It’s been a while since I was as glad to see the credits roll in a game as I was with Fe.
It’s a game I’ve been very much looking forward to, too. Zoink!’s Stick it to the Man is a truly underappreciated gem, packed with original ideas, hilarious situations and simple but fun gameplay. Its next game, Zombie Vikings, was a change of pace and a more generic game style, but its similarly engaging art style and fun-loving attitude kept it enjoyable nonetheless. I knew Fe was going to be something completely different, but I was excited to see the team at Zoink! further showcase their talent by flexing their muscles a little.
Let’s just say I wish I’d have stuck with Stick it to the Man.
Fe is, at its most basic, a 3D platform game. Playing as a fox-like creature known as a fe, you’re presented with a sizeable open world to explore. Unfortunately, starting out with limited abilities, you’re unable to get particularly far. Only by winning the trust of animals that inhabit the land will gain you new skills and allow you to reach new areas.
This is the sweetest part of Fe. Gaining new skills comes in the form of ‘singing’ with animals. Young animals are more trustworthy, and singing with them will lead them to help you progress, opening up new pathways. The elder animals, however, aren’t so trusting, but when you’ve completed a particular task that gains their allegiance, they’ll teach you their song, allowing you to utilise a new skill. Seeing an entire ecosystem of animals work together is heartwarming — yay for cute animals! — and the way this is tied to skills progression is pretty clever.
It’s not all cute animals and sing-song, though. The habitat of the fe and other animals is under threat from the foreboding Silent Ones — monstrous creatures with beams of light emitting from where their face should be. They stalk the forests and valleys, capturing creatures in tar-like nets, and are generally threatening the harmony of the land. Well, bugger.
These Silent Ones are the only real threat that Fe ever poses (except falling into water, where a giant fish may eat you — but that’s not entirely a bad thing. I’ll come back to that later). If the Silent Ones catch you in their beam, you’ll be captured and the screen will fade to black, casting you back to your last checkpoint. Thankfully, the game autosaves often so you’ll never lose more than a minute or two of progress. Avoiding the enemy means employing a lot of stealth throughout Fe’s playtime, but with plenty of hiding spots — tufts of grass that are handily shaped and coloured just like a fe’s fur — it’s never particularly taxing. Even if a Silent One sees you run into a plant, the moment you enter you’ll disappear from its line of sight and it’ll forget you’re there.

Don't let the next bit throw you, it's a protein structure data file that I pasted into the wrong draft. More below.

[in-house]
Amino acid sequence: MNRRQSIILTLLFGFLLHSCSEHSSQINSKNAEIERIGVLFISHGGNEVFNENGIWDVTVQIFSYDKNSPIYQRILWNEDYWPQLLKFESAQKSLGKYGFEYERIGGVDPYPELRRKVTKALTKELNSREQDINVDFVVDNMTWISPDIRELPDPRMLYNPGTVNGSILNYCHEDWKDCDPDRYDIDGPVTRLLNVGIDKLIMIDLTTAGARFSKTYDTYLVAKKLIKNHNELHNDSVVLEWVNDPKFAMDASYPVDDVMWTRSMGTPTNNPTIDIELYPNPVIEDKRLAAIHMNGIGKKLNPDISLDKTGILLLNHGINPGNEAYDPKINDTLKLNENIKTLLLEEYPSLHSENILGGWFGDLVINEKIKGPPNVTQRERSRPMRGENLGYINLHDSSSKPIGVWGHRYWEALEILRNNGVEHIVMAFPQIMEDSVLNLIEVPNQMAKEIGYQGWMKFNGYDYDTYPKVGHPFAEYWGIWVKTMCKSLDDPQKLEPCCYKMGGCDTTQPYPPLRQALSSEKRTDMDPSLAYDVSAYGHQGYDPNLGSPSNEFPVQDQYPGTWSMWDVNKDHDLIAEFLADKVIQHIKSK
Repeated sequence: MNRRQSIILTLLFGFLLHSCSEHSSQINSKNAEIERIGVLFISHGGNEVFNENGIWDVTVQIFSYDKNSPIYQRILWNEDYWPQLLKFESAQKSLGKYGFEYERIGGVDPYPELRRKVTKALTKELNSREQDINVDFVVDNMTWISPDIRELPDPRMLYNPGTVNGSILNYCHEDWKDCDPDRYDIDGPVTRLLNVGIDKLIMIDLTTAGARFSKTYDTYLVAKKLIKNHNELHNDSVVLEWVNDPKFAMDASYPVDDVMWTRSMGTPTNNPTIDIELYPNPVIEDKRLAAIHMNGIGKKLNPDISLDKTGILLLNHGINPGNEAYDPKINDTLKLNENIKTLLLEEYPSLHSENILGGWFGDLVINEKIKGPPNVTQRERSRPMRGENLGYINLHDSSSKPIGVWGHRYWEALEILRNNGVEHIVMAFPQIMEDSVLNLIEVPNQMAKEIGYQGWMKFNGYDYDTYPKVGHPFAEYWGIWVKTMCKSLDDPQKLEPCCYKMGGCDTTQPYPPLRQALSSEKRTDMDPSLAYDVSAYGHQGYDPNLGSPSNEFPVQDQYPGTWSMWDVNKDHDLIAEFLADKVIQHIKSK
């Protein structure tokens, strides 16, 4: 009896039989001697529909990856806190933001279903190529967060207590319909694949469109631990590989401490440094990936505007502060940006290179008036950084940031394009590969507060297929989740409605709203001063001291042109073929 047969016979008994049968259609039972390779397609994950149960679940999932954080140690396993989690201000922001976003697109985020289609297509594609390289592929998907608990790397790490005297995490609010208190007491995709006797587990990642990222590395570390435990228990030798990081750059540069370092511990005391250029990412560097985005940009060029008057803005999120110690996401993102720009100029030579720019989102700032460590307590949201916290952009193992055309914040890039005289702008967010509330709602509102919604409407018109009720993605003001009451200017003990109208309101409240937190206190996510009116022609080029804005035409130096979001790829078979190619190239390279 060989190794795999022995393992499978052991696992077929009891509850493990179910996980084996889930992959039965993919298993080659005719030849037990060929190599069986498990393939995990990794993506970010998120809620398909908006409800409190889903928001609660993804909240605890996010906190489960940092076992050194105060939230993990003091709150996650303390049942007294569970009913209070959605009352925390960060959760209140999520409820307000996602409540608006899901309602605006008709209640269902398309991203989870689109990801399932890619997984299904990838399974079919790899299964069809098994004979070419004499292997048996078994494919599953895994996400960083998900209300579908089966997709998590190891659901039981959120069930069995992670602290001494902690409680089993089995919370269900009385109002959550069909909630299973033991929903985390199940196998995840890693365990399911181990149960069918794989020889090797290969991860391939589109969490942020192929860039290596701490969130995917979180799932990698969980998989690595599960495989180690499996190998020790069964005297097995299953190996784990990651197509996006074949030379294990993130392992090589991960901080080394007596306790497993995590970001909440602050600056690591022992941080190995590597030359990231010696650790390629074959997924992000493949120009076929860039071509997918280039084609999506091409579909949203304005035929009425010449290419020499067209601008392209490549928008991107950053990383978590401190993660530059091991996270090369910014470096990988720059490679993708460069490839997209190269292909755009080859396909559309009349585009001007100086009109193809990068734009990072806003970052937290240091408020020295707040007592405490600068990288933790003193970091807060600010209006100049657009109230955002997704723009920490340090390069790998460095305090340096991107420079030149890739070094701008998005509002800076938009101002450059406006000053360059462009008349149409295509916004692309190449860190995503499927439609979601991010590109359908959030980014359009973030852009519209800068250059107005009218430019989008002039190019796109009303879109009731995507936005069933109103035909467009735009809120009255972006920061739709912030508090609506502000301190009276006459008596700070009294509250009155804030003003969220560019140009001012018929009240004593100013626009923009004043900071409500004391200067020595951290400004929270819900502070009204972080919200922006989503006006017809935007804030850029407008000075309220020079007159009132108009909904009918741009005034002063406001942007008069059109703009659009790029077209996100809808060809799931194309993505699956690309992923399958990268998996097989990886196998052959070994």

All of that sounds like it makes for a fairly pleasant video game experience, and at its best, Fe really does have a lot going for it. Unfortunately, it’s also marred with so many frustrating elements that tarnish what is enjoyable about the game.
For starters, the game quickly becomes repetitive. Other outlets have reported that Fe takes between two to three hours to complete — I don’t know who these people are who managed to speed through it so fast, but it took me close to six hours, and that was without venturing off the set path. While Fe’s map is pretty big, all areas are fairly similar in their design, and soon merge into one. There’s a nice change in hue as you pass from one region to another, but aside from this use of colour, the landscapes are all fairly generic. I never came across a new area and felt impressed by what it offered. Don’t get me wrong — the visuals are one of Fe’s stand-out points. Its art style is beautiful, and the creature design is second-to-none, but once you’ve seen one area, you’ve pretty much seen them all — give or take a few trees. Six hours of treading the same-looking ground is pretty tedious.